• Fast deployment of capital is risky and difficult to recover from; slow and deliberate investment is preferred.
  • Temporal diversification is seen as beneficial, especially in anticipation of market downturns.

"There is something in the region of 1100 or 1200 new funds that have been established in the US over the last ten or eleven years or so."

This quote provides a statistic on the growth of new venture funds, indicating a saturated market.

"It is very difficult to invest fast and well. It is even more so in fast."

The quote emphasizes the challenge of investing quickly while maintaining quality, suggesting that a measured approach is preferable.

Challenges for First-Time Fund Managers in High Growth Markets

  • First-time fund managers may face difficulties if they've expanded too quickly.
  • Rapid expansion can leave managers reliant on capital markets for bailouts.
  • There's a risk of being in trouble if the market conditions are unfavorable.

"If you're a first-time fund and you've gone out the gate too fast, which is a classic mistake of first-time managers, which I have a lot of sympathy for, you're probably in a whole heap of trouble."

This quote highlights the vulnerability of first-time fund managers who may have scaled their operations too quickly without establishing a solid foundation, making them susceptible to market downturns.

Maintaining Discipline in Portfolio Reserve Strategy

  • Managers must maintain discipline and not allocate funds to the earliest or most demanding investments.
  • Decisions must consider potential future returners, not just current portfolio.
  • A disciplined approach is critical, especially during chaotic market conditions.

"It is very tempting to say, well, I will support my portfolio no matter what. And effectively, what happens is the first through the gates gets the money. It is, however, not the right decision..."

This quote emphasizes the importance of resisting the urge to indiscriminately support all investments, suggesting that a strategic approach is necessary to optimize the portfolio's performance.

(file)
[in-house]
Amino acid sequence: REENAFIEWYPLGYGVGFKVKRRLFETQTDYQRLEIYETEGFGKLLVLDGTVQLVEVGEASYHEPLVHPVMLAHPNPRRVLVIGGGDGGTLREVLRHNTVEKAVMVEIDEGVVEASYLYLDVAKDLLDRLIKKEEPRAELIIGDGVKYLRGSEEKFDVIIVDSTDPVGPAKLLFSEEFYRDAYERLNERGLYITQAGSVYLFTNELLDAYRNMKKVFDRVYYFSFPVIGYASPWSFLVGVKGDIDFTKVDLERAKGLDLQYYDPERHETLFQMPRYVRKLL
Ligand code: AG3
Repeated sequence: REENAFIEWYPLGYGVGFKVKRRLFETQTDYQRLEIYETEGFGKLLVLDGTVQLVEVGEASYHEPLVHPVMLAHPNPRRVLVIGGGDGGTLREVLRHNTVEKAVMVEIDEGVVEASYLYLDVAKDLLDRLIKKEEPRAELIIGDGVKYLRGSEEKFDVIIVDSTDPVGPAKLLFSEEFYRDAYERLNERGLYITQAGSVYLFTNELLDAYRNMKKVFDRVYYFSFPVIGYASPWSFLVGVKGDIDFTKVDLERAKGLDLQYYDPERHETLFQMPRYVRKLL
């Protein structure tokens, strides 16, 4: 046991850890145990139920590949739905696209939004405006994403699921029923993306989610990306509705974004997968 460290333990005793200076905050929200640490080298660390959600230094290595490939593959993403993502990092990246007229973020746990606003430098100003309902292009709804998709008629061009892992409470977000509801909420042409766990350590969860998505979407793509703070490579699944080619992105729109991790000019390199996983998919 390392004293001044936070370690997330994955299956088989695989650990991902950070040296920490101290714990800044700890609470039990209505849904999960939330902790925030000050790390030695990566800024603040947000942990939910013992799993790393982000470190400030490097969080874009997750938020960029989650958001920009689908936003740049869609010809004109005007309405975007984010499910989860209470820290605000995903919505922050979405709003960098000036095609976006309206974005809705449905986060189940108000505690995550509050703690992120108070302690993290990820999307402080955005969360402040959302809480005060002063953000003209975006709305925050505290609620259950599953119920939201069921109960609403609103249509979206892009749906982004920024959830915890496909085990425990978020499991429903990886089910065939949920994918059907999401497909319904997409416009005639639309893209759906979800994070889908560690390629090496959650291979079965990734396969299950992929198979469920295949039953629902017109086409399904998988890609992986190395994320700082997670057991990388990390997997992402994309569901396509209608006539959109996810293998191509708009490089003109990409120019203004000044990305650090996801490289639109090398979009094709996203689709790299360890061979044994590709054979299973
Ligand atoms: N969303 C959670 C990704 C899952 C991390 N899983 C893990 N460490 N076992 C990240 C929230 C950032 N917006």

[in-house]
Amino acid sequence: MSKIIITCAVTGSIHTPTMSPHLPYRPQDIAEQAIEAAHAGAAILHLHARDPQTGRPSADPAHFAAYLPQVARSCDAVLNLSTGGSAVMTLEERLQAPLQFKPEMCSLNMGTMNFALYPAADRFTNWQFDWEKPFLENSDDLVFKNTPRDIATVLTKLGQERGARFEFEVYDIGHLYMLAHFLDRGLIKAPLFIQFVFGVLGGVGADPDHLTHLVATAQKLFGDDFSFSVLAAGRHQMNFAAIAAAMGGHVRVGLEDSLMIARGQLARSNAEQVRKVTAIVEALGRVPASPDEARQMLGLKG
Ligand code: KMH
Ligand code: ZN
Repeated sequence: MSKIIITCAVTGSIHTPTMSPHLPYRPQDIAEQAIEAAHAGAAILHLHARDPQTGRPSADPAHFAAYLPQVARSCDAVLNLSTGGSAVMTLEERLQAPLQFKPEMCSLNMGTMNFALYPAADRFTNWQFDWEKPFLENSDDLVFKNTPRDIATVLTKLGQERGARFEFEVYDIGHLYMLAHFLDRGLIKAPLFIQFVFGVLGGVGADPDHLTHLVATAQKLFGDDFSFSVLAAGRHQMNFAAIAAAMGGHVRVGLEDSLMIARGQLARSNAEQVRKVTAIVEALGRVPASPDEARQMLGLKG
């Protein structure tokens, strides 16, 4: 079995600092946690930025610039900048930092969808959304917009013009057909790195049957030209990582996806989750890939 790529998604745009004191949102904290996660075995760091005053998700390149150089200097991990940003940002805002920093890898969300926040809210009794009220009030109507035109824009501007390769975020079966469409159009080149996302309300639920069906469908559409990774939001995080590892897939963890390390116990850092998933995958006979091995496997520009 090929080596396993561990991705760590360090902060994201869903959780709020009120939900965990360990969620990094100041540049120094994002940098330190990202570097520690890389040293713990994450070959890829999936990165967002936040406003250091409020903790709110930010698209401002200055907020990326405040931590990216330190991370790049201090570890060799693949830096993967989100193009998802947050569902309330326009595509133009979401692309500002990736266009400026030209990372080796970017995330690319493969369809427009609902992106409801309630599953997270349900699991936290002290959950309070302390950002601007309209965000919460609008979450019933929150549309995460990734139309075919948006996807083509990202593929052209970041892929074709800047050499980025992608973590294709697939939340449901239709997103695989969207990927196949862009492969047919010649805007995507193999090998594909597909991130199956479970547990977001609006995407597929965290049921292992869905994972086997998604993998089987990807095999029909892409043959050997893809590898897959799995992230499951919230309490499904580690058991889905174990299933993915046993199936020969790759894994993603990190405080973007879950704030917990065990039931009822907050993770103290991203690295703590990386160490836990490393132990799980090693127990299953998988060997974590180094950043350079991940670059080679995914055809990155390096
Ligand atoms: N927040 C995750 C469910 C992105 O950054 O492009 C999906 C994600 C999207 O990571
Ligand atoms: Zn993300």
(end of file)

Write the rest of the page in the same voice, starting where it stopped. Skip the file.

The Harsh Realities of Fund Management

  • Fund managers must make tough choices, potentially cutting ties with companies they are emotionally invested in.
  • The primary responsibility of fund managers is to generate returns for their investors.
  • These difficult decisions are a necessary part of the job, despite the emotional challenges involved.

"It is tough because some of the founders you love dearly, they may have become friends, their teams, and they may still not make the cut. And that is one of the hardest parts about our business."

This quote captures the emotional difficulty of making business decisions that may negatively impact companies and founders that fund managers have grown close to.

Communication Between General Partners (GPs) and Limited Partners (LPs)

  • Understanding the perspective of LPs is crucial for effective communication.
  • Overcommunication and transparency are key, especially during crises.
  • GPs should provide detailed insights into how the crisis affects each company and the portfolio.

"So what you do well, you over communicate without being asked, is step number one."

This quote underscores the importance of proactive communication from GPs to LPs, particularly during times of uncertainty.

Managing LP Defaults and Ensuring Fund Stability

  • LP defaults are a real possibility, even for top-tier funds.
  • Emerging managers may lack leverage to enforce capital calls.
  • Demonstrating responsible management and transparency is crucial for maintaining LP confidence.

"But I think it is a factor. It's something that the industry does not talk about very often. But some of the world's best known managers and myself have stories to tell about lps defaulting."

This quote reveals that LP defaults are an industry reality, often not discussed openly, and presents a challenge that fund managers must be prepared to face.

Advice for Emerging Managers During Economic Crises

  • Emerging managers should be transparent and honest in their communications.
  • It's important to manage LP expectations regarding capital calls and fund liquidity.
  • Venture capital can be attractive despite its illiquidity, but managers must prove their worth.

"This is not a time to play games. People need valid, accurate and unvarnished information. So even if the facts are bad, give them the facts."

The quote advises managers to be forthright and clear in their communication, especially during economic downturns, as this builds trust and credibility with LPs.

Crisis Management and Leadership

  • Fred Destin emphasizes the importance of true passion for one’s work during a crisis.
  • He advises emerging managers to focus on company building and in-depth support for founders.